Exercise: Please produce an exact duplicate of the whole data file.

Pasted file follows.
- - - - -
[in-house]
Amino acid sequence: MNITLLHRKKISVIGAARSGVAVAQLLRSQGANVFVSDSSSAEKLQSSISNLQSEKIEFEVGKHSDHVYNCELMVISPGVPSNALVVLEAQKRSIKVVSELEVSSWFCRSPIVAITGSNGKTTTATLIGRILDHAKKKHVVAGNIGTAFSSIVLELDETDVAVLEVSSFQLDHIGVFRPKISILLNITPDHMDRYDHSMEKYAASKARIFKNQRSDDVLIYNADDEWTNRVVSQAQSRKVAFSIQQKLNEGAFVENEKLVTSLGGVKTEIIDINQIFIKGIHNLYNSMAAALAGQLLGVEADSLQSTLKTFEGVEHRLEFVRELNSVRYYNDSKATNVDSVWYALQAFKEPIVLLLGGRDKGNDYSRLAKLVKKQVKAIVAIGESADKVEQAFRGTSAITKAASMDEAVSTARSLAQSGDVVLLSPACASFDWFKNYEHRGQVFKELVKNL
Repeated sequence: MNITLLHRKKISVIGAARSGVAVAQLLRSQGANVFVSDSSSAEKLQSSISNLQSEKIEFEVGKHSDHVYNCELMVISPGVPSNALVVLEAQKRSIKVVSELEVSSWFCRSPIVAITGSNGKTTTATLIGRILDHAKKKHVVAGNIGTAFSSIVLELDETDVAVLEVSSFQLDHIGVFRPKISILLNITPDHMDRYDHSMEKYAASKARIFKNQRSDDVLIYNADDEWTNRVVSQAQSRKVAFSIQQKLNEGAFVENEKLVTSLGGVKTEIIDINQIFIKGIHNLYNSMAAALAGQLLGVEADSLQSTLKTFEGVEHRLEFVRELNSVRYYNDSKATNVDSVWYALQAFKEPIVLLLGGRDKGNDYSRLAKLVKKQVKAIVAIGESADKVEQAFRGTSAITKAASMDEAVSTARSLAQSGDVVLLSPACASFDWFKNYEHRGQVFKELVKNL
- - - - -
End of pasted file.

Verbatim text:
[in-house]
Amino acid sequence: MNITLLHRKKISVIGAARSGVAVAQLLRSQGANVFVSDSSSAEKLQSSISNLQSEKIEFEVGKHSDHVYNCELMVISPGVPSNALVVLEAQKRSIKVVSELEVSSWFCRSPIVAITGSNGKTTTATLIGRILDHAKKKHVVAGNIGTAFSSIVLELDETDVAVLEVSSFQLDHIGVFRPKISILLNITPDHMDRYDHSMEKYAASKARIFKNQRSDDVLIYNADDEWTNRVVSQAQSRKVAFSIQQKLNEGAFVENEKLVTSLGGVKTEIIDINQIFIKGIHNLYNSMAAALAGQLLGVEADSLQSTLKTFEGVEHRLEFVRELNSVRYYNDSKATNVDSVWYALQAFKEPIVLLLGGRDKGNDYSRLAKLVKKQVKAIVAIGESADKVEQAFRGTSAITKAASMDEAVSTARSLAQSGDVVLLSPACASFDWFKNYEHRGQVFKELVKNL
Repeated sequence: MNITLLHRKKISVIGAARSGVAVAQLLRSQGANVFVSDSSSAEKLQSSISNLQSEKIEFEVGKHSDHVYNCELMVISPGVPSNALVVLEAQKRSIKVVSELEVSSWFCRSPIVAITGSNGKTTTATLIGRILDHAKKKHVVAGNIGTAFSSIVLELDETDVAVLEVSSFQLDHIGVFRPKISILLNITPDHMDRYDHSMEKYAASKARIFKNQRSDDVLIYNADDEWTNRVVSQAQSRKVAFSIQQKLNEGAFVENEKLVTSLGGVKTEIIDINQIFIKGIHNLYNSMAAALAGQLLGVEADSLQSTLKTFEGVEHRLEFVRELNSVRYYNDSKATNVDSVWYALQAFKEPIVLLLGGRDKGNDYSRLAKLVKKQVKAIVAIGESADKVEQAFRGTSAITKAASMDEAVSTARSLAQSGDVVLLSPACASFDWFKNYEHRGQVFKELVKNL